The quality of dog food you buy also makes a difference — the better the dog food, the further it will go toward nourishing your dog.

The breed is at risk for bloat, so food should be split between two or three meals and activity should be limited for an hour after meals. They have a tendency to overeat, so free feeding is not recommended.

The Miniature Bull Terriers do not tend to guard their food, but children should never be allowed to touch or remove food while any dog is eating.

Some dogs are prone to getting overweight, so watch your dog’s calorie consumption and weight level. Although treats can be an important aid in training, but you should never give too many which can cause obesity. 

Clean, fresh water should be available at all times.

Learn about which human foods are safe for dogs, and which are not. Check with your vet or the dog’s breeder if you have any questions or concerns about your dog’s weight or diet. 

The Miniature Bull Terriers are generally healthy, but they are prone to certain health conditions, just like other breeds, such as luxating patellas, kidney disorders, eye disease and irritation, heart disease, skin irritation and allergies, deafness, etc. 

But their most serious health issue is a strong breed predisposition to blindness caused by lens dislocation, which typically shows up at or after 3 years of age. 

Puppies can be susceptible to sudden lameness, so care should be exercised to limit some of their activities. Not all Miniature Bull Terriers will get any or all of these diseases, but it’s important to be aware of them if you’re considering this breed.

There are several health tests considerations specific to the breed, such as BAER testing, ophthalmologist evaluation and cardiac exam, kidney-urine analysis and PLL DNA test.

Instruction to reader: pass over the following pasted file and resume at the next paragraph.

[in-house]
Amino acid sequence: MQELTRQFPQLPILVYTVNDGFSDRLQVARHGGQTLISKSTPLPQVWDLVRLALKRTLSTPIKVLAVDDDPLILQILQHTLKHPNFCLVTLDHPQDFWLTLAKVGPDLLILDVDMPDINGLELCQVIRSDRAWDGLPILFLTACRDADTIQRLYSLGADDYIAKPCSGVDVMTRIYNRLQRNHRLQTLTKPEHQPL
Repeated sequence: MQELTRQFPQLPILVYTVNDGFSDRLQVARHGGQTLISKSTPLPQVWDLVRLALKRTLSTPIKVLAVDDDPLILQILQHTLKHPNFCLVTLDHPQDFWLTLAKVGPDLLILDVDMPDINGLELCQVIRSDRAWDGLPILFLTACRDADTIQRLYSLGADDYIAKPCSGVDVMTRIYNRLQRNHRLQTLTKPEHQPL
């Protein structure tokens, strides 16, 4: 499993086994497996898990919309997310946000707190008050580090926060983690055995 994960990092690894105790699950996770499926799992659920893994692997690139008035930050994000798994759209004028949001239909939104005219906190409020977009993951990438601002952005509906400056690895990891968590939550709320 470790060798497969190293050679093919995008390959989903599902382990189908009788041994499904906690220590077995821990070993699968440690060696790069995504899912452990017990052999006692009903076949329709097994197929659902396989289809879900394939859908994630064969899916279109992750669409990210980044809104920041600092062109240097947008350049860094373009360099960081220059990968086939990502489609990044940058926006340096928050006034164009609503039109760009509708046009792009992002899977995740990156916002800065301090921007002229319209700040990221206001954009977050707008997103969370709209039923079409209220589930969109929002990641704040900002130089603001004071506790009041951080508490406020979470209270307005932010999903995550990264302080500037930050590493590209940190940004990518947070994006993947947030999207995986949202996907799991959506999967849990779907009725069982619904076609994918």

Responsible Miniature Bull Terriers breeders will test their stock for conditions or communicate with other dedicated breeders regularly, working together for breed health and preservation of the breed’s unique qualities.

Total Annual Cost: $2941.4

Cost is estimated for the first year and may vary depending on many factors, such as dog food, health care, leash, collar, licensing, possible fencing, crates, training and obedience classes, dog-walking, grooming, treats, toys, flea, tick, and heart-worm meds, microchips, etc.

MBTs are highly intelligent, curious, and independent, although they do love to please their human once they know what you want. 

MBTs are stubborn—it takes patience, but with time the Mini Bull Terrier can pick up basic obedience. You’ll need to make it worth their time—games are their favorite way to learn, and boring, repetitive lessons will be ignored completely.

Early socialization and good manners should be a priority for this spunky breed. Some Mini Bulls excel at nosework and tracking.

Many Mini Bull Terriers enjoy having a job to do—agility or Earthdog trials may be a good way to burn the Mini Bull’s energy, and rally obedience can be a relaxed way to show off a MBT’s skills. Miniature Bull Terriers are eligible to compete for the Hildie Versatility.

Typical terriers, Mini Bulls require a trainer with a firm hand and a gentle voice, as well as lots of patience and a great sense of humor. Many owners of Mini Bulls suggest clicker training. Praise and rewards with yummy little treats work better for Mini Bulls than harsh words, yelling or discipline. 

Be sure to keep training sessions light and fun to hold your MBT’s attention, and the MBT will enjoy the chance to learn. 

Mini Bulls tend to do well in AKC Obedience Trials. Quite a few are certified as Therapy Dogs and visit people in hospitals and nursing homes.


The Miniature Bull Terrier originated in England. 

In the early years, his ears were cropped to make them look erect, but now breeders have worked to create his ear to be naturally erect, and that form part of his expression today. 

When dog shows became the rage in the late 1800s, the Bull Terrier was kind of questionable; dog fanciers looked askance at this strange looking breed. Soon show fanciers started crossing the dog with white English terriers and Dalmatians which was a great success. From this doggy conglomeration emerged a terrier that was just what they wanted – excelling at hunting and killing rats in ‘sporting events’ and where spectators placed bets on the outcomes.

Hunters were so impressed with the breed’s tenacity, they started breeding the miniature version to serve as smaller ‘ratters’, for the purpose of hunting small prey in tight areas. The miniature bull terrier has the same tenacity as his bigger counterpart and exhibits a strong prey drive.

Although the Miniature Bull Terrier was recognized as a breed in England in 1939, it was not until 1991 that the American Kennel Club recognized the Miniature Bull Terrier.

Helpful Information


Breed Club Link:

Breed Club Rescue: MBTCArescue

Breed Club Rescue Link: